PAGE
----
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Partial p16 staining in oropharyngeal squamous cell carcinoma: extent and pattern correlate with human papillomavirus RNA status.

  • Lewis, James S Jr
  • Chernock, Rebecca D
  • Ma, Xiao-Jun
  • Flanagan, John J
  • Luo, Yuling
  • Gao, Ge
  • Wang, Xiaowei
  • El-Mofty, Samir K
Published Article
Modern Pathology
Springer Nature
Publication Date
Sep 01, 2012
DOI: 10.1038/modpathol.2012.79
PMID: 22596101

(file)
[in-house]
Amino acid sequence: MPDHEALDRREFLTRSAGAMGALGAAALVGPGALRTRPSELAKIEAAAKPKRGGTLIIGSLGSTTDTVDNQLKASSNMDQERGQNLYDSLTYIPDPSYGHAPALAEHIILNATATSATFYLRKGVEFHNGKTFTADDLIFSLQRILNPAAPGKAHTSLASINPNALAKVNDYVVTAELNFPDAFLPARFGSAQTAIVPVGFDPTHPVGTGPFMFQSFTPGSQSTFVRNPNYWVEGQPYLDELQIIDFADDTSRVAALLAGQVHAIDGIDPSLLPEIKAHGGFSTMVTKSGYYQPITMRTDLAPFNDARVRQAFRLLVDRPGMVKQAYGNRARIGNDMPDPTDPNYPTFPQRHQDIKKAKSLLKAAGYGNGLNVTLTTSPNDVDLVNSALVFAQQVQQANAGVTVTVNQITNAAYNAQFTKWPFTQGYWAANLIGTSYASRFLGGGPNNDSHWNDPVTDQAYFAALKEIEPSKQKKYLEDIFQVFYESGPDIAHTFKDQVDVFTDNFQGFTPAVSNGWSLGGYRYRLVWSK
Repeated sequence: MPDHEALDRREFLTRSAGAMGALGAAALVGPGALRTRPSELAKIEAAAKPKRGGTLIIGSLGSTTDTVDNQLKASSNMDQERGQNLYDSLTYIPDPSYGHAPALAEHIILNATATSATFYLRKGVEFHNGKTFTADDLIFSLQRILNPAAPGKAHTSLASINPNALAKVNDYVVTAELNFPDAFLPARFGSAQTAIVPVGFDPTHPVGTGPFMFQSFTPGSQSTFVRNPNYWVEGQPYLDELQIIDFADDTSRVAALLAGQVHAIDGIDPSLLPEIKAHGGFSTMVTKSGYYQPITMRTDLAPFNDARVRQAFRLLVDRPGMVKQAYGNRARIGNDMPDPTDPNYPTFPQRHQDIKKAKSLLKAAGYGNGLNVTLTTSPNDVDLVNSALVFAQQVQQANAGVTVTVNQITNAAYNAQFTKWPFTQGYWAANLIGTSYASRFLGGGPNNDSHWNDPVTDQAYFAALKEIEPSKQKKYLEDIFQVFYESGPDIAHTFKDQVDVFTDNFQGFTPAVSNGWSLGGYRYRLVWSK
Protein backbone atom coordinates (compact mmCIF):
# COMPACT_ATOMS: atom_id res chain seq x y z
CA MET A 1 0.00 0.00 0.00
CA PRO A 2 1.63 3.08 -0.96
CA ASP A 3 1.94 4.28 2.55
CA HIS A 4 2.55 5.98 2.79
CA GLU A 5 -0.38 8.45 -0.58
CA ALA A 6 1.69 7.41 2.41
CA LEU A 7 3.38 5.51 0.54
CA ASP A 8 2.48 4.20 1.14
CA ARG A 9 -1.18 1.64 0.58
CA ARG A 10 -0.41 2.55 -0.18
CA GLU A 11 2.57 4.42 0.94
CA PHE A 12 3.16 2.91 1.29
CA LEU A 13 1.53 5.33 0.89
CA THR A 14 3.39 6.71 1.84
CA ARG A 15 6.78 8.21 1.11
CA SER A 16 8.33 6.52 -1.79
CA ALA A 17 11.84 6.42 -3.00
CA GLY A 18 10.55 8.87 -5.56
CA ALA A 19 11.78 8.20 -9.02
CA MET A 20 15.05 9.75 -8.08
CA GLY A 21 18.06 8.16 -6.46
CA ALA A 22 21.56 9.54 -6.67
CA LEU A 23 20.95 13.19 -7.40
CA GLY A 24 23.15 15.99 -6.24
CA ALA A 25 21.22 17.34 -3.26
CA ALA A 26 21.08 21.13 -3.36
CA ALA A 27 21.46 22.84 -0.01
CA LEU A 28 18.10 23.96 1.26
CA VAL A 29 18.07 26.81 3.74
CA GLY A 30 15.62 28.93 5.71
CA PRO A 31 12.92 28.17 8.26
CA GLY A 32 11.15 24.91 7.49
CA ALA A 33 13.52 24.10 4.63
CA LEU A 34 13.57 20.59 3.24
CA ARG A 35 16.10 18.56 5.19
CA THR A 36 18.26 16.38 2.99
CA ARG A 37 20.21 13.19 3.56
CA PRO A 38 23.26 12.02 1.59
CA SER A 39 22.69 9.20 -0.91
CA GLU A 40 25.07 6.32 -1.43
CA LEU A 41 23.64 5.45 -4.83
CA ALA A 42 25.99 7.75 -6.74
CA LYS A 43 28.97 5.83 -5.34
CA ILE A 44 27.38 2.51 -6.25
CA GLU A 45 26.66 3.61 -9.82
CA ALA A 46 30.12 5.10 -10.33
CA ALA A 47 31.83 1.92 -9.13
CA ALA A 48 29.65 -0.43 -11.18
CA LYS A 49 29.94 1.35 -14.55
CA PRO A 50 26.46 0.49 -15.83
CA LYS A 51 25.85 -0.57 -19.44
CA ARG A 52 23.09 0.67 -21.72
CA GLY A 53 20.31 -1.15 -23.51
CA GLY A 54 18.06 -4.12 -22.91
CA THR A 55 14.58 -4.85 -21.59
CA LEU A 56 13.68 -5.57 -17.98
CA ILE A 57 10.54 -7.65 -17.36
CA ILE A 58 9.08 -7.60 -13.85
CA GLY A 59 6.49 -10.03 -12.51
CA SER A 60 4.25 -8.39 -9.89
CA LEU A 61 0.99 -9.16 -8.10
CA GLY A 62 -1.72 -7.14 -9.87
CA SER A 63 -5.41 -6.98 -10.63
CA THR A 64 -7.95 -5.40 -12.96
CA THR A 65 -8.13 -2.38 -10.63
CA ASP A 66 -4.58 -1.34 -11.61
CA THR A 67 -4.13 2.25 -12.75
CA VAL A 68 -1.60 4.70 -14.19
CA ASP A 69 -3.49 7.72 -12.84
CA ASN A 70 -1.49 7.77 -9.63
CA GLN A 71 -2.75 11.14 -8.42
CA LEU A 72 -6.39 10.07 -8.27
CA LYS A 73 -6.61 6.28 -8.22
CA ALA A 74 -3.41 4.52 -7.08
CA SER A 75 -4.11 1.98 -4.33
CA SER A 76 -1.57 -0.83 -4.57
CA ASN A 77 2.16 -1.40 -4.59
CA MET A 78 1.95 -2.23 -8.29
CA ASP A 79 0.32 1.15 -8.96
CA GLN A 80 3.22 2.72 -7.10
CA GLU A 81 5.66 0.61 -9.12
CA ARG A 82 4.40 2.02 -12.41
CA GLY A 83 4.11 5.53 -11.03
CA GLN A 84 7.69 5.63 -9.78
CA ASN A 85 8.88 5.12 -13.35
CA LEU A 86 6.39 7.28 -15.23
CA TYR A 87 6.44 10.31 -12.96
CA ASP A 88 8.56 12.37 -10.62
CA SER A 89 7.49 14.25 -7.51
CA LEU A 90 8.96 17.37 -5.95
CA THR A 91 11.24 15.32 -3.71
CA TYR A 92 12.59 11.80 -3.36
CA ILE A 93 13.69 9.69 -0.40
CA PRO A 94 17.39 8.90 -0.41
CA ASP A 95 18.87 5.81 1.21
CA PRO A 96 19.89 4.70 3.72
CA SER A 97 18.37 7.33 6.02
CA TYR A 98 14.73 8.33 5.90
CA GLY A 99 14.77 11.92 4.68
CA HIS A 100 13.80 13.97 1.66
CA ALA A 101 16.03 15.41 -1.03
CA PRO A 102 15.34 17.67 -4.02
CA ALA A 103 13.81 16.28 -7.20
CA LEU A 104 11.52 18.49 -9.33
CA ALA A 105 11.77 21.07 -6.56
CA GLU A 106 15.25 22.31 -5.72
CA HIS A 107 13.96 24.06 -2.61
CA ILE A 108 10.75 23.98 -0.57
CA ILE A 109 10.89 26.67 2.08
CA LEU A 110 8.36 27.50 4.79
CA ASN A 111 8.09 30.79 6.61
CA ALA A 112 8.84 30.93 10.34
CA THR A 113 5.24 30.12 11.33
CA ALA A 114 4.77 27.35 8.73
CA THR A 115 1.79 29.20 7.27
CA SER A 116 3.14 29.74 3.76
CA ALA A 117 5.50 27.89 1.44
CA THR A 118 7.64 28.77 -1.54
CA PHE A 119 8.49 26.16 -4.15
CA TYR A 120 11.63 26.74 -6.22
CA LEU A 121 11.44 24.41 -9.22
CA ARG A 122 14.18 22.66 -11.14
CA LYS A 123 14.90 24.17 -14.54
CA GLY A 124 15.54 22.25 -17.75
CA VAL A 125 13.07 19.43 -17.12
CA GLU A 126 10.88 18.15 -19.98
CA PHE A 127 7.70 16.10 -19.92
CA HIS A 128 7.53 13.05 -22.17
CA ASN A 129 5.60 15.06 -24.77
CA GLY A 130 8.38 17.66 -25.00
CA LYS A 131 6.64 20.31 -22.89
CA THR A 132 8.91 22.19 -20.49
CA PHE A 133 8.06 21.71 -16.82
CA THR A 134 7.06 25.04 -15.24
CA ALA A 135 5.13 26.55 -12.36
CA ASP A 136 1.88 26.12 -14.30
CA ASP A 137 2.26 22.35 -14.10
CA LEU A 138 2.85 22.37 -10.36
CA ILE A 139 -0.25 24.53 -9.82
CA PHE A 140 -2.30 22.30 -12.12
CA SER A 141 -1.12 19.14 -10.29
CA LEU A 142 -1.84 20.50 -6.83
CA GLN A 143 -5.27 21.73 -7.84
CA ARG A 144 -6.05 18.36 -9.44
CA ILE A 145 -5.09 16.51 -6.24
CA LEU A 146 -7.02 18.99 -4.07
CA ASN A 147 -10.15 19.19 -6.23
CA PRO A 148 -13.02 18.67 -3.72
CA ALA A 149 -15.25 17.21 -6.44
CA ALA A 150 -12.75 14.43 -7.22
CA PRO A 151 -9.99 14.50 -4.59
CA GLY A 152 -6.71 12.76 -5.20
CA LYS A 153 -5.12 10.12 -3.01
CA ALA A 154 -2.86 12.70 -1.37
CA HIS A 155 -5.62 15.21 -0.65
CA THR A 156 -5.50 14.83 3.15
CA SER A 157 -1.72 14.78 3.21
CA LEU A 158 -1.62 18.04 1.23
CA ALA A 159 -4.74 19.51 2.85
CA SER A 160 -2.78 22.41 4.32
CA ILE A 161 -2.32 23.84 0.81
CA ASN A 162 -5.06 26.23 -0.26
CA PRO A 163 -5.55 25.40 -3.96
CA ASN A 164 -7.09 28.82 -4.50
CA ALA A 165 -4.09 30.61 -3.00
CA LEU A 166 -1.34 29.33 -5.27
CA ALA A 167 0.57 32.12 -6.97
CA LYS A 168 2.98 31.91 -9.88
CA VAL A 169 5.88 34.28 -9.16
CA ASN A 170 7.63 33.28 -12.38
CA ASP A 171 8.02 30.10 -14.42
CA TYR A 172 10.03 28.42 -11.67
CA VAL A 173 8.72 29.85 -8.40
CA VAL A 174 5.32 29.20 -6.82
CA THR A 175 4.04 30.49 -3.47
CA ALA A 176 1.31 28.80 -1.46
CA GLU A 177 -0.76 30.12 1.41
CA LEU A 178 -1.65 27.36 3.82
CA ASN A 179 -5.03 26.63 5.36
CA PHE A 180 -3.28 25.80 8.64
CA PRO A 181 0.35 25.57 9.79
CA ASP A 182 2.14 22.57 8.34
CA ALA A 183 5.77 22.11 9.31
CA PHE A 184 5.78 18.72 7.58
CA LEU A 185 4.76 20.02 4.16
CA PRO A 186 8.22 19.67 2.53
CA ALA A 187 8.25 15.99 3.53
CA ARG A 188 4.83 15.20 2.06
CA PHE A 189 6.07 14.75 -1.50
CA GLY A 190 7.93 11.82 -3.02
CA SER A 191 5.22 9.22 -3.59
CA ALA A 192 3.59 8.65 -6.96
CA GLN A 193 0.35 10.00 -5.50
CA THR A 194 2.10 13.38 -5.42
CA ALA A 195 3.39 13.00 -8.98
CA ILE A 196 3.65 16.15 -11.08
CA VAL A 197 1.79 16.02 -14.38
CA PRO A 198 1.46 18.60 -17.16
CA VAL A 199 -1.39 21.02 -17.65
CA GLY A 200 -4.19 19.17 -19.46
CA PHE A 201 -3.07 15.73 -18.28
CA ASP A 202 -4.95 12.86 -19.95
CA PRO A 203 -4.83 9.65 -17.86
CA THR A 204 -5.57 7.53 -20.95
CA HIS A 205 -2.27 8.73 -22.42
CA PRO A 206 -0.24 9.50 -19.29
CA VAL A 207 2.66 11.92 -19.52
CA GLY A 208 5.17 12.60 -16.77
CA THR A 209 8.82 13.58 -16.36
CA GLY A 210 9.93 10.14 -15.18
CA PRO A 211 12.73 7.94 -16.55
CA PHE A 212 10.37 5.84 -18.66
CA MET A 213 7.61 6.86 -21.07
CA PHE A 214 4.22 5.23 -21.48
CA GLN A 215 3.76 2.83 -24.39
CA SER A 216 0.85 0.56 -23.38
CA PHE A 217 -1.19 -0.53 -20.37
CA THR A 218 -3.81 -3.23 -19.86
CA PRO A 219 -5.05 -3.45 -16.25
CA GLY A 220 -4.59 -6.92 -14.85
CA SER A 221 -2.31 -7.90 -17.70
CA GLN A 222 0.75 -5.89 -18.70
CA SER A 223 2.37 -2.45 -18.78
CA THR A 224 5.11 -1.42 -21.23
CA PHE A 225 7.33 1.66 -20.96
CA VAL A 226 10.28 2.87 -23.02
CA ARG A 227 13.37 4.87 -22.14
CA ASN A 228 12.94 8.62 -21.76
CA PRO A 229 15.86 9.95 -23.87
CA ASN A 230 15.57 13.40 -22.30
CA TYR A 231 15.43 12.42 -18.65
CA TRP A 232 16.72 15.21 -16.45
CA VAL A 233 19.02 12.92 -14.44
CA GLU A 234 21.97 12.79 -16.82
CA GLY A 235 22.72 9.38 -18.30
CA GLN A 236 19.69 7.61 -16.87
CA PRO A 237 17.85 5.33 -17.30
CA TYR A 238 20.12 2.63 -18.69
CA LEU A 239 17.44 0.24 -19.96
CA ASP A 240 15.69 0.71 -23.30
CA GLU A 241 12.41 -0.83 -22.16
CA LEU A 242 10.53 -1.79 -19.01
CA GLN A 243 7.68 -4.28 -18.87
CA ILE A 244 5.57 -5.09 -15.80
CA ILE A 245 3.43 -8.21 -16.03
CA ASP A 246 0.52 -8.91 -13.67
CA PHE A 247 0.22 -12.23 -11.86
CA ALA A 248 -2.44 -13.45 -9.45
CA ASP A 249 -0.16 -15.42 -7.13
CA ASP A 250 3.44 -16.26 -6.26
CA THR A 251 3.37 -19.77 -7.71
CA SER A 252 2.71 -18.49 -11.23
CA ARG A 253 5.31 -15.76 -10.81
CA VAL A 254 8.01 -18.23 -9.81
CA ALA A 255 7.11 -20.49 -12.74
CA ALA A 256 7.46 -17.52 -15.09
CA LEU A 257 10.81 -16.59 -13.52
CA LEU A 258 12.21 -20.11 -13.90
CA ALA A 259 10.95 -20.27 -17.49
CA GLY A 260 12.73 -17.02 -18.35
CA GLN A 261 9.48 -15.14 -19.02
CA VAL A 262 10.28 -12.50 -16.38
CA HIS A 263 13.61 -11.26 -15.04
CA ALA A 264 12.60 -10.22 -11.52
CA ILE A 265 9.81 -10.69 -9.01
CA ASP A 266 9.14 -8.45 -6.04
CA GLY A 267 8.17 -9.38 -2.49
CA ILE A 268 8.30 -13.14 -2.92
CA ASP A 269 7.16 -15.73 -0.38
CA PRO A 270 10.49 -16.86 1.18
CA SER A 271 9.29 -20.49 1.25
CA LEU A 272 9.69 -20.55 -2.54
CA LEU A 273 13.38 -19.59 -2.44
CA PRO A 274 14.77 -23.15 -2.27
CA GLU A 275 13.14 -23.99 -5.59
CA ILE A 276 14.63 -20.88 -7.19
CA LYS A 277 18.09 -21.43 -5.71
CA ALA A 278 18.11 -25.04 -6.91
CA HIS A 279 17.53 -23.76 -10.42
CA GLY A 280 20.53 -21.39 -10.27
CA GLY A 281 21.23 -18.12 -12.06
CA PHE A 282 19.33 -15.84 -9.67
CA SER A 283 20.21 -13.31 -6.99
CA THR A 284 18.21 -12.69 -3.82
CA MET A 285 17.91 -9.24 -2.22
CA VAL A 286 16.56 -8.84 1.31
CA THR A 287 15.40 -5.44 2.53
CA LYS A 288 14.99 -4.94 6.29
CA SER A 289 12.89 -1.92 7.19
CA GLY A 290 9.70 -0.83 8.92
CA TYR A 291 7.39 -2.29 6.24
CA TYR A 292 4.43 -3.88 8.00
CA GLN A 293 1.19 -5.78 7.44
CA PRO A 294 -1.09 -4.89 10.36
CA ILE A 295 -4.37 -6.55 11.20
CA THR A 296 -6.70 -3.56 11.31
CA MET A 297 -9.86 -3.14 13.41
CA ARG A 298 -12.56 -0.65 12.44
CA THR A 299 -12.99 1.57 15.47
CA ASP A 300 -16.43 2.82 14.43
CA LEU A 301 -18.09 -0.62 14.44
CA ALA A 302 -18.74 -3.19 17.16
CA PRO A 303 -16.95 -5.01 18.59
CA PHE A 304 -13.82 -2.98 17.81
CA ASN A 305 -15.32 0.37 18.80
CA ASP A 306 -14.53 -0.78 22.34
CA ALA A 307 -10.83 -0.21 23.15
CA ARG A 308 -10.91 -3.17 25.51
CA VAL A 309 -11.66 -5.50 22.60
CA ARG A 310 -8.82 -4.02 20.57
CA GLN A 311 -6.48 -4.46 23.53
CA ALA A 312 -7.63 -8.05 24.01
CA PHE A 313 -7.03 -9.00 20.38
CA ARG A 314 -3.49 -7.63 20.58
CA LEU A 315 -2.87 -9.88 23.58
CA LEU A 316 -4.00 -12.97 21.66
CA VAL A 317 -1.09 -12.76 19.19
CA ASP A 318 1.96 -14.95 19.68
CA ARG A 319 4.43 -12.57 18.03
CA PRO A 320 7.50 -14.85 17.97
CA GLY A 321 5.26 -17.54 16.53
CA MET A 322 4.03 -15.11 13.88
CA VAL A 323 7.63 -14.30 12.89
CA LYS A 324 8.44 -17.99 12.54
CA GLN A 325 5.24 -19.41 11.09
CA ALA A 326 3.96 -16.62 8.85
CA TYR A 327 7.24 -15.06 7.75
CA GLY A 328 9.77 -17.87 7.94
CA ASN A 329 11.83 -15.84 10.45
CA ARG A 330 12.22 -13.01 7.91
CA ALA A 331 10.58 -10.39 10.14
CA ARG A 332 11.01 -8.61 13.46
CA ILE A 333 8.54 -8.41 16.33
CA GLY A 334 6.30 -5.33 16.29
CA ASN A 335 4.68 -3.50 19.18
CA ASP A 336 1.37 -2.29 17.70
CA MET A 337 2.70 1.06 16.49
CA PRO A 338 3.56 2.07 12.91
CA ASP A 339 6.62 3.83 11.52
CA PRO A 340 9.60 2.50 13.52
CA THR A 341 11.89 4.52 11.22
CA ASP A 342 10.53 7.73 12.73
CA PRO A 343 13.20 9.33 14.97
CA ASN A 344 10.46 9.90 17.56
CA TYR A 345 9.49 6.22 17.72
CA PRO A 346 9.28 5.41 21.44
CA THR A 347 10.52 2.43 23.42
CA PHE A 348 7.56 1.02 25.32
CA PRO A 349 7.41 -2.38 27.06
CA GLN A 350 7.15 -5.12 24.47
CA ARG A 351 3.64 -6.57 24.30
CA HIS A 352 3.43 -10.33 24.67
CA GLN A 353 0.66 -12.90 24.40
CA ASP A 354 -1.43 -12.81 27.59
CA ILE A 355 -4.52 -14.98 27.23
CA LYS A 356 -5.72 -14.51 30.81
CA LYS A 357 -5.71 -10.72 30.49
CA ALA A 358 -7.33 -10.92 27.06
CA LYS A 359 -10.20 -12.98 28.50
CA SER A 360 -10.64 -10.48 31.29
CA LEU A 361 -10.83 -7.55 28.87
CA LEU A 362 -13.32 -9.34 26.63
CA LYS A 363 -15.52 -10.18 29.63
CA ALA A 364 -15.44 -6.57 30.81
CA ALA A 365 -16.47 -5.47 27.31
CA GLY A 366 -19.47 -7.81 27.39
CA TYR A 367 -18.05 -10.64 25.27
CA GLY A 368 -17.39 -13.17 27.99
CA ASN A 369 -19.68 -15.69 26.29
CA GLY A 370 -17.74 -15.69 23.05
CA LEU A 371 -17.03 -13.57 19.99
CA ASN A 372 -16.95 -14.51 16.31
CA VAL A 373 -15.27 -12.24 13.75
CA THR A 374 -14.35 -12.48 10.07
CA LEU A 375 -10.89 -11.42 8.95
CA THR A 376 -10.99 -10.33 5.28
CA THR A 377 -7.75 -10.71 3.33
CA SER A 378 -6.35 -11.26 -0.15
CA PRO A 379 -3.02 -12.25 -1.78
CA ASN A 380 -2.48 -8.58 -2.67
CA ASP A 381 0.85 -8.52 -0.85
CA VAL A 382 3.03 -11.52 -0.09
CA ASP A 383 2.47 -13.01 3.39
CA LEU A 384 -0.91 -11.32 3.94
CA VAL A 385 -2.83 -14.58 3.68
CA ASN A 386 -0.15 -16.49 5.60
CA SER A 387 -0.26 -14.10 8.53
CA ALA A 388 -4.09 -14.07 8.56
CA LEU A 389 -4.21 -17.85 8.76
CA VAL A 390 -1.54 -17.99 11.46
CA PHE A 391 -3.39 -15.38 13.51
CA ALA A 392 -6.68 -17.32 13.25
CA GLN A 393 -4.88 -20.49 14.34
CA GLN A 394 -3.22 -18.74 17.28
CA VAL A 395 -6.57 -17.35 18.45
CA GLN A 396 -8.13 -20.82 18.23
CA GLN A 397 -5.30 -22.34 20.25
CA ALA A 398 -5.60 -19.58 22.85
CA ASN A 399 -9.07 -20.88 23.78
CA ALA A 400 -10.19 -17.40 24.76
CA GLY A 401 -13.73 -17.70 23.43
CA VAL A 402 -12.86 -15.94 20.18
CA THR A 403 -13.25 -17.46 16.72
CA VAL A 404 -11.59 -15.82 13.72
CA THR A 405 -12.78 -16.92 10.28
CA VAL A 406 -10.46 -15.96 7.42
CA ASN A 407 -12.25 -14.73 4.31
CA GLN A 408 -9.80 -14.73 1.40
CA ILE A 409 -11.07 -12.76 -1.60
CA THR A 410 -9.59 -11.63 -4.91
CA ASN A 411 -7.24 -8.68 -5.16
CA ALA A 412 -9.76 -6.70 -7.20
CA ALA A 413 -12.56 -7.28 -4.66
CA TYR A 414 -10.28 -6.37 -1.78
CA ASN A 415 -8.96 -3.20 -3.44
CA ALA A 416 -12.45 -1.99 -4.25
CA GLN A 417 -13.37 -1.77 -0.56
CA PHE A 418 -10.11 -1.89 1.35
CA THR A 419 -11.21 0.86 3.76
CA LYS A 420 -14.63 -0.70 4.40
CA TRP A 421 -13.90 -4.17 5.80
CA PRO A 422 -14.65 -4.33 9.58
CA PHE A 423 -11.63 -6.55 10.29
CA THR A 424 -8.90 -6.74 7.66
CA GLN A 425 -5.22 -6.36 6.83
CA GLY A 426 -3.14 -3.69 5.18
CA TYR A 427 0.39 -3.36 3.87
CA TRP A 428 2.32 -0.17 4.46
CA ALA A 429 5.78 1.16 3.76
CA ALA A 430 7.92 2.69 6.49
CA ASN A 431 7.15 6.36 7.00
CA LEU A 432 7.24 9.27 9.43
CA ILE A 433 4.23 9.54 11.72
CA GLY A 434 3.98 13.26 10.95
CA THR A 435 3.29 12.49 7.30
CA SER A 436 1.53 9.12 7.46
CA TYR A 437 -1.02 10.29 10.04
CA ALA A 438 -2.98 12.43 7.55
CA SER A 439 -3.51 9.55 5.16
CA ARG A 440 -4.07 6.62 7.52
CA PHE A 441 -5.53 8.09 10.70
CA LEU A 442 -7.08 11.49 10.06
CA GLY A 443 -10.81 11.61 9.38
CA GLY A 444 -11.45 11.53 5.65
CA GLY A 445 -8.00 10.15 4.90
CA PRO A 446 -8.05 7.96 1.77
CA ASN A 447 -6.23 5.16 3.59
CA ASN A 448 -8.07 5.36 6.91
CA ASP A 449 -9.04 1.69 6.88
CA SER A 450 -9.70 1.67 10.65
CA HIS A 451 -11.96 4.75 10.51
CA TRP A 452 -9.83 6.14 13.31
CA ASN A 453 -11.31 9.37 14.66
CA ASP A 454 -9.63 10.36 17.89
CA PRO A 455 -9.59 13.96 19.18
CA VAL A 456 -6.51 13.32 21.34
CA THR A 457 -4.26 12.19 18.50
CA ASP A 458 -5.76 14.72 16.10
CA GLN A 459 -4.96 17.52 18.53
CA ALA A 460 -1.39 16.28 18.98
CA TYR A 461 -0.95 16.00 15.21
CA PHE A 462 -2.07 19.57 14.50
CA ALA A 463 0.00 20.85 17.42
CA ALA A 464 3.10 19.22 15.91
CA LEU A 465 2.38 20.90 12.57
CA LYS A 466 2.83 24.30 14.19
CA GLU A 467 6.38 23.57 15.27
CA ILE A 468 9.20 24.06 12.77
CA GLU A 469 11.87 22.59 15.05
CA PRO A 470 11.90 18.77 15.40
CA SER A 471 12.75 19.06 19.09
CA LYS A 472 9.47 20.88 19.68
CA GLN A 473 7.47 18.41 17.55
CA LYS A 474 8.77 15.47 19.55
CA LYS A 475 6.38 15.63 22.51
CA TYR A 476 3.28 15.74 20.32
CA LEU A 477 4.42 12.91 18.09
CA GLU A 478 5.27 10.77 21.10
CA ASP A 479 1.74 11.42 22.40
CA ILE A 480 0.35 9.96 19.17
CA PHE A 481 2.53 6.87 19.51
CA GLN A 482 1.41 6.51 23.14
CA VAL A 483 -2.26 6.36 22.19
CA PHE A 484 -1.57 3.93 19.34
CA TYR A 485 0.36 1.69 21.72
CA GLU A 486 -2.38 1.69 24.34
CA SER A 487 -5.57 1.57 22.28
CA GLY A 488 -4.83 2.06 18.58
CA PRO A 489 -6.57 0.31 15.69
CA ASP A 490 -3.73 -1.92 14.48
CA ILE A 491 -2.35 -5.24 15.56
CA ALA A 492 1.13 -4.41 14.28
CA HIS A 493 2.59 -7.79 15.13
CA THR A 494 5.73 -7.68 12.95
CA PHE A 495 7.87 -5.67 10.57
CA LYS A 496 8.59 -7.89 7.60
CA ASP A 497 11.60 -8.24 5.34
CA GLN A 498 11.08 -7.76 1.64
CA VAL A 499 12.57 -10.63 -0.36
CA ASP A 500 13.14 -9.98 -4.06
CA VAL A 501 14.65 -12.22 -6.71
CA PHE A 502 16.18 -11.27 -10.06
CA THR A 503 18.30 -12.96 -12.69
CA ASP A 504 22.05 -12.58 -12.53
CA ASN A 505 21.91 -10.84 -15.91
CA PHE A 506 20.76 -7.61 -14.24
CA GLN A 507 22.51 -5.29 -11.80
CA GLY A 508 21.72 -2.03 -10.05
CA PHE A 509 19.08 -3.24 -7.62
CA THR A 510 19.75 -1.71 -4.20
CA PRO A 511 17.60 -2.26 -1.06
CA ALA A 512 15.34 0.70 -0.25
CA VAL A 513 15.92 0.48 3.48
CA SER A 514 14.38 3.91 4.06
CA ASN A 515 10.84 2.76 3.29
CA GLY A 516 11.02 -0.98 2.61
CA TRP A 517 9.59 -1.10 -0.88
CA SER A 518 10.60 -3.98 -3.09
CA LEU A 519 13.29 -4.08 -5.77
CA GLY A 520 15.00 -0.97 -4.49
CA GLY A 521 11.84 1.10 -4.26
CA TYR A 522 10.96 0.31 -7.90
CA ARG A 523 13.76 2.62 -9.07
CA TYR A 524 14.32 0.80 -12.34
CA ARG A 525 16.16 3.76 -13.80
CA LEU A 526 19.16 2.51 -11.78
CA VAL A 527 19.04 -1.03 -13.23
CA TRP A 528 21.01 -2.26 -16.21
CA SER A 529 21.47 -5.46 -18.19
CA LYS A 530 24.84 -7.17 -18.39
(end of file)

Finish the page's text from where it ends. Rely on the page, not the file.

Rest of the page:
Human papillomavirus (HPV)-related oropharyngeal squamous cell carcinoma has unique biology and better outcomes. p16 immunostaining is used as a surrogate marker for transcriptionally active HPV. Although diffuse staining is generally accepted as positive, the significance of partial staining has not been established, nor has the cutoff for extent of p16 staining that should be used to identify a tumor as HPV-related. From three other large studies utilizing p16 immunohistochemistry, we identified all cases with partial positive staining. The p16-stained slides were reviewed by three study pathologists for staining (nuclear and cytoplasmic) extent (in quartiles), and also for percentage that was confluent (ie, back-to-back cell staining). Tumors were histologically typed (keratinizing, non-keratinizing, or non-keratinizing with maturation) and tested for high-risk HPV by RNA in-situ hybridization and reverse-transcriptase PCR. For the 16 cases, there were two 4+(13%), five 3+(31%), six 2+(38%), and three 1+(19%) p16 staining tumors. Extent of staining ranged from 5 to 90% of cells positive with 25% or more confluent staining in 4/16 (25%). Of the 16 (31%) cases, 5 were HPV-related on the basis of RNA in-situ hybridization and reverse-transcriptase PCR. All of these cases had >50% p16 staining, 4/5 (80%) had more than 25% confluent staining, and 4/7 (57%) had non-keratinizing histological features. Only one of the p16 1+/2+ tumors was HPV RNA-positive (by reverse-transcriptase PCR only and low level). All 1+/2+ cases were keratinizing type or undifferentiated. By sensitive detection methods, most partial p16-positive squamous cell carcinoma cases with >50% staining harbor transcriptionally active HPV, and most HPV+ tumors have significant amounts of confluent staining. Cases with <50% p16 staining and lacking significant confluent staining rarely harbor HPV. These results support that greater than 75% p16 staining or, alternatively, >50% staining combined with >25% confluent areas, are suitable cutoffs for defining positivity.

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